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Open Access Research

Diversity and phylogeography of begomovirus-associated beta satellites of okra in India

V Venkataravanappa12, CN Lakshminarayana Reddy3, P Swaranalatha1, Salil Jalali1, Rob W Briddon4 and M Krishna Reddy15*

Author Affiliations

1 Indian Institute of Horticultural Research, Hessaraghatta Lake PO, Bangalore, India

2 Indian Vegetable Research Institute, Varanasi 221305, Uttar Pradesh, India

3 Department of Plant Pathology, College of Sericulture, University of Agricultural Sciences, Chintamani, Karnataka, India

4 Agricultural Biotechnology Division, National Institute for Biotechnology and Genetic Engineering, P.O. Box 577, Jhang Road, Faisalabad, Pakistan

5 Division of Plant Pathology, Plant Virology Laboratory, Indian Institute of Horticultural Research, Hessaraghatta Lake PO, Bangalore 560 089, India

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Virology Journal 2011, 8:555  doi:10.1186/1743-422X-8-555

Published: 21 December 2011

Abstract

Background

Okra (Abelmoschus esculentus; family Malvaceae) is grown in temperate as well as subtropical regions of the world, both for human consumption as a vegetable and for industrial uses. Okra yields are affected by the diseases caused by phyopathogenic viruses. India is the largest producer of okra and in this region a major biotic constraint to production are viruses of the genus Begomovirus. Begomoviruses affecting okra across the Old World are associated with specific, symptom modulating satellites (beta satellites). We describe a comprehensive analysis of the diversity of beta satellites associated with okra in India.

Results

The full-length sequences of 36 beta satellites, isolated from okra exhibiting typical begomovirus symptoms (leaf curl and yellow vein), were determined. The sequences segregated in to four groups. Two groups correspond to the beta satellites Okra leaf curl beta satellite (OLCuB) and Bhendi yellow vein beta satellite (BYVB) that have previously been identified in okra from the sub-continent. One sequence was distinct from all other, previously isolated beta satellites and represents a new species for which we propose the name Bhendi yellow vein India beta satellite (BYVIB). This new beta satellite was nevertheless closely related to BYVB and OLCuB. Most surprising was the identification of Croton yellow vein mosaic beta satellite (CroYVMB) in okra; a beta satellite not previously identified in a malvaceous plant species. The okra beta satellites were shown to have distinct geographic host ranges with BYVB occurring across India whereas OLCuB was only identified in northwestern India. Okra infections with CroYVMB were only identified across the northern and eastern central regions of India. A more detailed analysis of the sequences showed that OLCuB, BYVB and BYVIB share highest identity with respect βC1 gene. βC1 is the only gene encoded by beta satellites, the product of which is the major pathogenicity determinant of begomovirus-beta satellite complexes and is involved in overcoming host defenses based on RNAi.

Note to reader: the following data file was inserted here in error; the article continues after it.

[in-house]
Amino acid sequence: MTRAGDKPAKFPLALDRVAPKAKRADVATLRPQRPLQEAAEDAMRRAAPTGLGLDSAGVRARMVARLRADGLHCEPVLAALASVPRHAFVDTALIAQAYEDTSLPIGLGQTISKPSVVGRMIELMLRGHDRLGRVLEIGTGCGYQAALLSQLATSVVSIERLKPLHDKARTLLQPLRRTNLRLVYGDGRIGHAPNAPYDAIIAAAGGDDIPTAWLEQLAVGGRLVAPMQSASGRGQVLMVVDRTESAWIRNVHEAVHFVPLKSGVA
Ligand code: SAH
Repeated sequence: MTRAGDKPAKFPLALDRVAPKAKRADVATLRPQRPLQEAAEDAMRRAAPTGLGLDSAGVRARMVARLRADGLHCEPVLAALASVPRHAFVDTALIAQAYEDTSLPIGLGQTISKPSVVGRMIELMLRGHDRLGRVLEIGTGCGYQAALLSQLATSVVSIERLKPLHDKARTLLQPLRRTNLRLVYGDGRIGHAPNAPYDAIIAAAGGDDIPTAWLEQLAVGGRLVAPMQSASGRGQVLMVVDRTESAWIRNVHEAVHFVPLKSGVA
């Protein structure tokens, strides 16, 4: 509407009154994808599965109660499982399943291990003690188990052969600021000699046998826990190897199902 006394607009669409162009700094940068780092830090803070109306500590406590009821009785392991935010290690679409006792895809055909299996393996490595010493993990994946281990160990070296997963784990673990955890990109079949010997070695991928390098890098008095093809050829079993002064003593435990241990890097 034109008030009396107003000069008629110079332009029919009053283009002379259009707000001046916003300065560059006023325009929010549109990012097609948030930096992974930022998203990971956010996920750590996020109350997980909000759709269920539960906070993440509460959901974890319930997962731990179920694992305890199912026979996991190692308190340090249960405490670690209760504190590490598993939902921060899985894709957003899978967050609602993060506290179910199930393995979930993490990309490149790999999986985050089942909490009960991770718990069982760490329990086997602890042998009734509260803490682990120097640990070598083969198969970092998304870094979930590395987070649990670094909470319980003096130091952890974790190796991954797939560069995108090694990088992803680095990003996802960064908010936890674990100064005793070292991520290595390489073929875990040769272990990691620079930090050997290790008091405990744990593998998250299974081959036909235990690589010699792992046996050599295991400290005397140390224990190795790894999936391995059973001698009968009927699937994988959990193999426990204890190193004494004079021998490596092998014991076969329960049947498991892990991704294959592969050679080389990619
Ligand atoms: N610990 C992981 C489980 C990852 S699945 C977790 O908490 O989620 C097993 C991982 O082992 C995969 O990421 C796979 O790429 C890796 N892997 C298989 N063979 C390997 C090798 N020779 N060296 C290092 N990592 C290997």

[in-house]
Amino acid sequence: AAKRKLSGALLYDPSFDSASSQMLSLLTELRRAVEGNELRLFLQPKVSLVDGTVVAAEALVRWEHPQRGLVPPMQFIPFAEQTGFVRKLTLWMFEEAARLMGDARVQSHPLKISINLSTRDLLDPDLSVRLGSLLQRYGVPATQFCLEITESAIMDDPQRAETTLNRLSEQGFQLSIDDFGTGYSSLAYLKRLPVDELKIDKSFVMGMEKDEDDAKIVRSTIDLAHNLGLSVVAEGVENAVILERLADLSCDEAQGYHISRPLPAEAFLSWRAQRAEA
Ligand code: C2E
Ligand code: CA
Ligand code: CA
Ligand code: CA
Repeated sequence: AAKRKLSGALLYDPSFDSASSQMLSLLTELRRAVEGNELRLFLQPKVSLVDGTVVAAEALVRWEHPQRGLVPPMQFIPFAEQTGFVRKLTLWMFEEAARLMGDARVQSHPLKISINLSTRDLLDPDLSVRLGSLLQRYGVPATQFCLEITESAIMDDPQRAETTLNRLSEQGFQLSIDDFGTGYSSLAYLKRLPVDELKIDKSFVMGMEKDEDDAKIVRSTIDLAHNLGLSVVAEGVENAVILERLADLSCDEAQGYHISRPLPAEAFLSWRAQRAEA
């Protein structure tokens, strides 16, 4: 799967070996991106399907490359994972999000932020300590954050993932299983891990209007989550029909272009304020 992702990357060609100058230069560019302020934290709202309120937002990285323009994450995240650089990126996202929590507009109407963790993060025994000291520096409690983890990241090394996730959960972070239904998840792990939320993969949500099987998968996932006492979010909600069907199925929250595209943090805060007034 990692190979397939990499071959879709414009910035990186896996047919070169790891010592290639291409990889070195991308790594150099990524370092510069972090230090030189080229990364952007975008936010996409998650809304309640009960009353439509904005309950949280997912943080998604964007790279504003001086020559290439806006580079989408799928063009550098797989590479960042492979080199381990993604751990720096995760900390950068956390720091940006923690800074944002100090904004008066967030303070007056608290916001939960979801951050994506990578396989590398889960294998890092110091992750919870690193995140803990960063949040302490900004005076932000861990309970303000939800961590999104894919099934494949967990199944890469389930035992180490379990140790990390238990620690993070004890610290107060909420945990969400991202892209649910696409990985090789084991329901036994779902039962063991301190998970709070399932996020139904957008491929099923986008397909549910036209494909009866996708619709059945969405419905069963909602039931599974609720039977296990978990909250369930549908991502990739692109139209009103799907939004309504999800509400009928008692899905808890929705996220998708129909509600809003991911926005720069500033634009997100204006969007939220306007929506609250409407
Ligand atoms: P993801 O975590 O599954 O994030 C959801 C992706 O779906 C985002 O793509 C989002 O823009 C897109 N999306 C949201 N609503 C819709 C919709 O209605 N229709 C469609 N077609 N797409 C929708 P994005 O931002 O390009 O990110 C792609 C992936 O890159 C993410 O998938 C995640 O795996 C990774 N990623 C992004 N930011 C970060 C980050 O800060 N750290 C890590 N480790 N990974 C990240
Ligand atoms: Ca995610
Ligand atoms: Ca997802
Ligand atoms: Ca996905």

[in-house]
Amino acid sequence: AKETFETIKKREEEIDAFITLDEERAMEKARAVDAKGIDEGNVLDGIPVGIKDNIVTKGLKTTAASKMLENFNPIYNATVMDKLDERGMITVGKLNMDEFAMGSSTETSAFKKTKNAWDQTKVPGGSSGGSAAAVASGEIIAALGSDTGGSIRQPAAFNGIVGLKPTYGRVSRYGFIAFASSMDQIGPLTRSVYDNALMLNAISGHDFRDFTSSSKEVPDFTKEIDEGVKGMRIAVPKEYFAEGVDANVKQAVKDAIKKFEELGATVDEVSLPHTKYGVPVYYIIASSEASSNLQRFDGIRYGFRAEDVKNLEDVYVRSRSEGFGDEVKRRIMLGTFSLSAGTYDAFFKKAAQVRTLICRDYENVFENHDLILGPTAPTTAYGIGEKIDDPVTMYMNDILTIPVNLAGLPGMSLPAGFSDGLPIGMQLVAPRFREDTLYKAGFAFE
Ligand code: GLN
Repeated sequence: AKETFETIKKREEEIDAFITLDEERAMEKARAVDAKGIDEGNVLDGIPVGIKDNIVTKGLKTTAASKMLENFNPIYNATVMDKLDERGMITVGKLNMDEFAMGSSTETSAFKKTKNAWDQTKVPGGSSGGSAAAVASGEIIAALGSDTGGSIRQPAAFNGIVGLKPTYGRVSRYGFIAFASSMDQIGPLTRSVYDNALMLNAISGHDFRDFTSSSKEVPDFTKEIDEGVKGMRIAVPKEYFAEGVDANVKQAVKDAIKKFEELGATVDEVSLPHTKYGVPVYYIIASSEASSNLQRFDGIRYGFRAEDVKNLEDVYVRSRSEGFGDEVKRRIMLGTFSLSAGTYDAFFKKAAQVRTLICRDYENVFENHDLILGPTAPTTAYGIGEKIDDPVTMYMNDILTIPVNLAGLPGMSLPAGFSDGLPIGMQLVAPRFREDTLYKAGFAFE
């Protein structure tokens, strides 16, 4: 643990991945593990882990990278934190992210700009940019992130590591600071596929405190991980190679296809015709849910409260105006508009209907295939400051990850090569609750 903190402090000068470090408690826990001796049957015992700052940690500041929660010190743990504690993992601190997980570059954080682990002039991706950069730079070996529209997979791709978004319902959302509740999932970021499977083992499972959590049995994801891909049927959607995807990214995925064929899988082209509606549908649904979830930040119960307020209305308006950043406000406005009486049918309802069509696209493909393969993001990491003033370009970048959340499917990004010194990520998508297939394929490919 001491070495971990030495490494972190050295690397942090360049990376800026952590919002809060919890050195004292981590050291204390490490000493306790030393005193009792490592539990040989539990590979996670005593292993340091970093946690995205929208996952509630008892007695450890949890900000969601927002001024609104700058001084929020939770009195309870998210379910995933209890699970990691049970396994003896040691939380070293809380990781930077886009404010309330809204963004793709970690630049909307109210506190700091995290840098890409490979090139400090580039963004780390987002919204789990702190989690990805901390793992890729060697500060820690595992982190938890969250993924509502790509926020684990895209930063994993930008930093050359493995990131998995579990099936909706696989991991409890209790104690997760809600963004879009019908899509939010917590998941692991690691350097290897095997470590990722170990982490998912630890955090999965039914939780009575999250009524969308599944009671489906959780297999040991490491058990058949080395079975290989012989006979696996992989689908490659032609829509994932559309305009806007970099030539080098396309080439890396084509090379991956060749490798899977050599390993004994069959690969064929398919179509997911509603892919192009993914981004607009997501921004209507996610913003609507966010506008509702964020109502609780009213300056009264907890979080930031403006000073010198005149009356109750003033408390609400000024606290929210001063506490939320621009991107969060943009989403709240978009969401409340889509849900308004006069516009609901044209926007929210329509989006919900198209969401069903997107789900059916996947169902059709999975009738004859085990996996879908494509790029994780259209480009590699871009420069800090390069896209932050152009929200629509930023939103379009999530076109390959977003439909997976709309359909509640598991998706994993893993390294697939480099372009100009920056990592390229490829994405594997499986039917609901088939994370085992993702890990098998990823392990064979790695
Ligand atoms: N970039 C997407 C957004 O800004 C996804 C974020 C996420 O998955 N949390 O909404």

Conclusion

The diversity of beta satellites in okra across the sub-continent is higher than previously realized and is higher than for any other malvaceous plant species so far analyzed. The beta satellites identified in okra show geographic segregation, which has implications for the development and introduction of resistant okra varieties. However, the finding that the βC1 gene of the major okra beta satellites (OLCuB, BYVB and BYVIB) share high sequence identity and provides a possible avenue to achieve a broad spectrum resistance.

Keywords:
Geminivirus; Begomovirus; Betasatellites; Diversity; Okra; Recombination